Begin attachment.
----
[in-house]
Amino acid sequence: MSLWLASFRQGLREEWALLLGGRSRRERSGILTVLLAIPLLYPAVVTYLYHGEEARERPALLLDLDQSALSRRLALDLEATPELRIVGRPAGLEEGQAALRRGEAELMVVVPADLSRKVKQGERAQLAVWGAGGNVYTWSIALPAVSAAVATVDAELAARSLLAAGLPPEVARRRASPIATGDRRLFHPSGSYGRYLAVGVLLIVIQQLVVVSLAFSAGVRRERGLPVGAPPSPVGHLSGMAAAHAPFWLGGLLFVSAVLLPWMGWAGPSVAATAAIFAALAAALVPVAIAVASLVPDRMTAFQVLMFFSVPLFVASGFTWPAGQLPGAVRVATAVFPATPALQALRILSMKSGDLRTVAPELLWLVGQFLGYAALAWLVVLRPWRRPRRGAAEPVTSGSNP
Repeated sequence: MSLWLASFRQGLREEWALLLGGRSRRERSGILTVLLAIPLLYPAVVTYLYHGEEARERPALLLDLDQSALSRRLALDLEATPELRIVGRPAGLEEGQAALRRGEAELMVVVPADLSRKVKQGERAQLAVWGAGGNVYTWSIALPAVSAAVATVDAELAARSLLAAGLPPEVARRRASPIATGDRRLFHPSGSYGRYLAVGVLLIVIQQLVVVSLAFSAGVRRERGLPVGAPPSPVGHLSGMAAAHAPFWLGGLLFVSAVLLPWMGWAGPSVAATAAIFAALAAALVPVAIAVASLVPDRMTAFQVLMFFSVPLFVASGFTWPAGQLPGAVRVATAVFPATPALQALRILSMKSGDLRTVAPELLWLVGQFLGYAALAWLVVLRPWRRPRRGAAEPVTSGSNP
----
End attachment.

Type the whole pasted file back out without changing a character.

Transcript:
[in-house]
Amino acid sequence: MSLWLASFRQGLREEWALLLGGRSRRERSGILTVLLAIPLLYPAVVTYLYHGEEARERPALLLDLDQSALSRRLALDLEATPELRIVGRPAGLEEGQAALRRGEAELMVVVPADLSRKVKQGERAQLAVWGAGGNVYTWSIALPAVSAAVATVDAELAARSLLAAGLPPEVARRRASPIATGDRRLFHPSGSYGRYLAVGVLLIVIQQLVVVSLAFSAGVRRERGLPVGAPPSPVGHLSGMAAAHAPFWLGGLLFVSAVLLPWMGWAGPSVAATAAIFAALAAALVPVAIAVASLVPDRMTAFQVLMFFSVPLFVASGFTWPAGQLPGAVRVATAVFPATPALQALRILSMKSGDLRTVAPELLWLVGQFLGYAALAWLVVLRPWRRPRRGAAEPVTSGSNP
Repeated sequence: MSLWLASFRQGLREEWALLLGGRSRRERSGILTVLLAIPLLYPAVVTYLYHGEEARERPALLLDLDQSALSRRLALDLEATPELRIVGRPAGLEEGQAALRRGEAELMVVVPADLSRKVKQGERAQLAVWGAGGNVYTWSIALPAVSAAVATVDAELAARSLLAAGLPPEVARRRASPIATGDRRLFHPSGSYGRYLAVGVLLIVIQQLVVVSLAFSAGVRRERGLPVGAPPSPVGHLSGMAAAHAPFWLGGLLFVSAVLLPWMGWAGPSVAATAAIFAALAAALVPVAIAVASLVPDRMTAFQVLMFFSVPLFVASGFTWPAGQLPGAVRVATAVFPATPALQALRILSMKSGDLRTVAPELLWLVGQFLGYAALAWLVVLRPWRRPRRGAAEPVTSGSNP